Makita vs Fakita: $140 driver vs $30 counterfeit

Cheap power tools are great if you only use them occasionally. However, some cheap drills have alignment issues; you can test this immediately by chucking in a drill bit and running the drill while holding the bit alongside a straightedge. A drill with bad alignment is pretty much worthless.

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And if the neighbor you loan it to “can’t seem to find it” once you ask for its return, you wouldn’t want to ring his neck as much.

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Dude, you never lend tools, ever. Sorry the tool fairy didn’t hip yous up to that…

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Something something intellectual rights…

Something something abusive factory conditions in China… (not to mention modern day concentration camps)…

but they’re cheap!

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How does something that’s pretty much nothing but motor and rotor even survive if it has alignment issues? Are the tolerances on the bearings sloppy enough that they can just roll with it; or are the tolerances of the chuck(either where it engages with the rotor or somewhere in the graspy innards) sufficiently awful that it doesn’t keep the bit parallel to the rotor and introduces the wiggle?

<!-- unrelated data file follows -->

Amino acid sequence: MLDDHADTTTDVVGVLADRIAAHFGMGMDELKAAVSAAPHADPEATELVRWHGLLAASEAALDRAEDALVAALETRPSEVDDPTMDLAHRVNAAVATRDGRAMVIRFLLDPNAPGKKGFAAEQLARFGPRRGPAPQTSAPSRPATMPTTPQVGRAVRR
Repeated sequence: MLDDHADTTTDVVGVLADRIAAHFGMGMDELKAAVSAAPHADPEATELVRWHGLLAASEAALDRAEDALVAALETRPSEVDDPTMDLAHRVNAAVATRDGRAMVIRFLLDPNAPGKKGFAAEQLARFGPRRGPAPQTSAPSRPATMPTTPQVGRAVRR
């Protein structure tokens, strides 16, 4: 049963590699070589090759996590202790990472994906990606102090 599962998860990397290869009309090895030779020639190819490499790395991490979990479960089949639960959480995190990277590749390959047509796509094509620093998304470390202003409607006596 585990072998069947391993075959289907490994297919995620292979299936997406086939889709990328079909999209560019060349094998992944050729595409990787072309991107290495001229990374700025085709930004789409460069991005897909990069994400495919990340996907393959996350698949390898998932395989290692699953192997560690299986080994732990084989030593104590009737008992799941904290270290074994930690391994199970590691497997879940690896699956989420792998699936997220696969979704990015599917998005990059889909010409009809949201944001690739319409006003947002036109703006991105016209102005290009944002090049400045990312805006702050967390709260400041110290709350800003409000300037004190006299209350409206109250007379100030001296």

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I think it is more with the linkage to the chuck (or maybe the chuck itself) than with the bearings, and it doesn’t take a very significant degree of misalignment to have a big impact on the drill accuracy. If these parts of the drill are wobbling it probably won’t put that much wear and tear on the motor itself (and if it does, in a cheap drill, any failure will probably be attributed to the cheapness of the drill rather than the wobble).

Here’s an example in a non-budget drill:

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AvE:

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My only real brush with precision tools was some lathe operation in shop class and I’m still deeply uncomfortable watching that; it’s right about the point where something stops being bad on a purely technical level and starts taking on moral aspects of badness.

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Psshawh! Just choose one size smaller bit and the hole will come out on size. More or less.

I loves me some Harbour Freight. Or the Canadian equivalent: Princess Auto. They both smell the same… packing grease.

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Heh!

I loves me some Harbour Freight. Or the Canadian equivalent: Princess Auto. They both smell the same… packing grease.

I bought a $20 HF drill that I keep at my in-laws’ for occasional repairs. First thing I checked was alignment, and was happy to see it was good. As it only gets used a few minutes/year on average (except for one trip where I used it to rebuild a fence and gate) it is perfect for the application. (Unfortunately, those few minutes have been enough to break several HF drill bits.)